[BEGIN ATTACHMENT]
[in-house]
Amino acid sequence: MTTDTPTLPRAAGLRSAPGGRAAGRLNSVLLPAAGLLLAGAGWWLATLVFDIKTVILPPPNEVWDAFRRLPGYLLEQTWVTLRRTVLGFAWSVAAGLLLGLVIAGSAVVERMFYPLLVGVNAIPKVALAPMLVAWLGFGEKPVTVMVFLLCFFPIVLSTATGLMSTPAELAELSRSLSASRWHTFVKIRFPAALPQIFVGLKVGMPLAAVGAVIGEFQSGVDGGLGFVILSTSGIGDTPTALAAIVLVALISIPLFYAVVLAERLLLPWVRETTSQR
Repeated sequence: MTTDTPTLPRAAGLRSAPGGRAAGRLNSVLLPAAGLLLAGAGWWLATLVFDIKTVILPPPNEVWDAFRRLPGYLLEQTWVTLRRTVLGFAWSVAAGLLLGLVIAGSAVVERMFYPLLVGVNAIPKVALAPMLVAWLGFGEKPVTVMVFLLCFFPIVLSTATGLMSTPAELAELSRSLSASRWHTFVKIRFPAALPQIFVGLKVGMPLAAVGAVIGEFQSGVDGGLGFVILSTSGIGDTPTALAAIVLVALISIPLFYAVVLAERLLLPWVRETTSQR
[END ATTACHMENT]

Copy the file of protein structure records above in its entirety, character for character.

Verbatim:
[in-house]
Amino acid sequence: MTTDTPTLPRAAGLRSAPGGRAAGRLNSVLLPAAGLLLAGAGWWLATLVFDIKTVILPPPNEVWDAFRRLPGYLLEQTWVTLRRTVLGFAWSVAAGLLLGLVIAGSAVVERMFYPLLVGVNAIPKVALAPMLVAWLGFGEKPVTVMVFLLCFFPIVLSTATGLMSTPAELAELSRSLSASRWHTFVKIRFPAALPQIFVGLKVGMPLAAVGAVIGEFQSGVDGGLGFVILSTSGIGDTPTALAAIVLVALISIPLFYAVVLAERLLLPWVRETTSQR
Repeated sequence: MTTDTPTLPRAAGLRSAPGGRAAGRLNSVLLPAAGLLLAGAGWWLATLVFDIKTVILPPPNEVWDAFRRLPGYLLEQTWVTLRRTVLGFAWSVAAGLLLGLVIAGSAVVERMFYPLLVGVNAIPKVALAPMLVAWLGFGEKPVTVMVFLLCFFPIVLSTATGLMSTPAELAELSRSLSASRWHTFVKIRFPAALPQIFVGLKVGMPLAAVGAVIGEFQSGVDGGLGFVILSTSGIGDTPTALAAIVLVALISIPLFYAVVLAERLLLPWVRETTSQR